On October 12, 1492, after only thirty-three days of sailing from the Canary Islands, where he had stopped to resupply his three ships, Columbus and his expedition arrived at the Bahamas. His exact landing site remains in dispute, but it was probably San Salvador, a tiny spot of land known today as Watling Island. Soon afterward, he encountered the far larger islands of Hispaniola (today the site of Haiti and the Dominican Republic) and Cuba. When one of his ships ran aground, he abandoned it and left thirty-eight men behind on Hispaniola. But he found room to bring ten inhabitants of the island back to Spain for conversion to Christianity.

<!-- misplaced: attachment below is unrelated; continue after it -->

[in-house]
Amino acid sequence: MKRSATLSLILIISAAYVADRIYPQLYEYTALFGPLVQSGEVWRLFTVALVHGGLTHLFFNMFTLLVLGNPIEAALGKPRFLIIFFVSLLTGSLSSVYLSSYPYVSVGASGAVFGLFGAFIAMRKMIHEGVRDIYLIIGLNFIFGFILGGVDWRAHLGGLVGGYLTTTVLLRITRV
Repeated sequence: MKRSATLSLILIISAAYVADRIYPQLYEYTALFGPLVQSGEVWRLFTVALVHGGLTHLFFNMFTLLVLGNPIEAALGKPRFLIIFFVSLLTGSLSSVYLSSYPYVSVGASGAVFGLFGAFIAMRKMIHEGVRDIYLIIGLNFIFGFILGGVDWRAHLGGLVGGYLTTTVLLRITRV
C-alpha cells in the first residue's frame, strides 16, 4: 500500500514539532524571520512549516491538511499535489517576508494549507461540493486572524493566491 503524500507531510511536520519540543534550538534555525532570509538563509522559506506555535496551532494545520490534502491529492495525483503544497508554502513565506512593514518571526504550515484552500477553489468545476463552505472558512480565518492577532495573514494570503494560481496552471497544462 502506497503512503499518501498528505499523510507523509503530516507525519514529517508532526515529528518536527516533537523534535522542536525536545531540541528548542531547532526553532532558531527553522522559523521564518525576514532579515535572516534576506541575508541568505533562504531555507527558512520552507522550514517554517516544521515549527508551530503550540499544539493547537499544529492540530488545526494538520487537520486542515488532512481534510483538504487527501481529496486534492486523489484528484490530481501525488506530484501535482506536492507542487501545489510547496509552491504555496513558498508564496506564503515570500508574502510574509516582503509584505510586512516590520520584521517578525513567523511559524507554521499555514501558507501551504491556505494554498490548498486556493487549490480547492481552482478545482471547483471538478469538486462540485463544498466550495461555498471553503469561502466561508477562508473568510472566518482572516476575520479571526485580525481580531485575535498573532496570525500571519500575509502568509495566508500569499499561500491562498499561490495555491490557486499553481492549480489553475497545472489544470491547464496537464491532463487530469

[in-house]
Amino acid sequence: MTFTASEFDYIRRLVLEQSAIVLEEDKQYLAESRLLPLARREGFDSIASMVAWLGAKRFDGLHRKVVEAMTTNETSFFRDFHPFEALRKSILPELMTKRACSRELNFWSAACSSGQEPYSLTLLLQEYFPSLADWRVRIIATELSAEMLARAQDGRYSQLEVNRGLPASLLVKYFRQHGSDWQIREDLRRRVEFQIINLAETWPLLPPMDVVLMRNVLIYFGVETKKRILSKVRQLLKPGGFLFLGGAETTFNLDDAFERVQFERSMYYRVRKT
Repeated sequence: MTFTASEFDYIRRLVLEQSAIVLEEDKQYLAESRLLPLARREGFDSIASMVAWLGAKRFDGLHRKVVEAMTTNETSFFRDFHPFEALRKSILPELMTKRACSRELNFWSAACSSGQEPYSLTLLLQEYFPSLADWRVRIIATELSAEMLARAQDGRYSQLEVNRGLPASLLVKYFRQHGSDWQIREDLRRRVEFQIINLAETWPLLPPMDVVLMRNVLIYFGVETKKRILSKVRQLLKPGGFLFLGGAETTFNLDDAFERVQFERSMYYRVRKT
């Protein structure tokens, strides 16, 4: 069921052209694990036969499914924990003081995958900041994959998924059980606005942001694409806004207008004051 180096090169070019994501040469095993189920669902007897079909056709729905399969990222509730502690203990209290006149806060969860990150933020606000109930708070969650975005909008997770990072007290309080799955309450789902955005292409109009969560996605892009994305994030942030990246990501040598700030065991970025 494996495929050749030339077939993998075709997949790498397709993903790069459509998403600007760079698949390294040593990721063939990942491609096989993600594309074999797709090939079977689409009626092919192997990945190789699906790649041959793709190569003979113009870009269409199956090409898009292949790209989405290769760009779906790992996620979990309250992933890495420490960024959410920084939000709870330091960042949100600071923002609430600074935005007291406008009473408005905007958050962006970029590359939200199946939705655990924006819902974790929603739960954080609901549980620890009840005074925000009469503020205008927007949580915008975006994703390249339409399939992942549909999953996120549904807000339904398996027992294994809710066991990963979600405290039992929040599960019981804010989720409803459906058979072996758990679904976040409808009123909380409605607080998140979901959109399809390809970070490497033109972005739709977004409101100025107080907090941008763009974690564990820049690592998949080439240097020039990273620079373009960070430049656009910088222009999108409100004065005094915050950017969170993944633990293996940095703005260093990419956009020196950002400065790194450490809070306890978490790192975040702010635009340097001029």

In the following year, 1493, European colonization of the New World began. Columbus returned with seventeen ships and more than 1,000 men to explore the area and establish a Spanish outpost. Columbus’s settlement on the island of Hispaniola, which he named La Isabella, failed, but in 1502 another Spanish explorer, Nicolas de Ovando, arrived with 2,500 men and established a permanent base, the first center of the Spanish empire in America. Before he died in 1506, Columbus made two more voyages to the New World, in 1498 and 1502. He went to his grave believing that he had discovered a westward route to Asia. The explorations of another Italian, Amerigo Vespucci, along the coast of South America between 1499 and 1502 made plain that a continent entirely unknown to Europeans had been encountered. The New World would come to bear not Columbus’s name but one based on Vespucci’s—America. Vespucci also realized that the native inhabitants were distinct peoples, not residents of the East Indies as Columbus had believed, although the name “Indians,” apphed to them by Columbus, has endured to this day.

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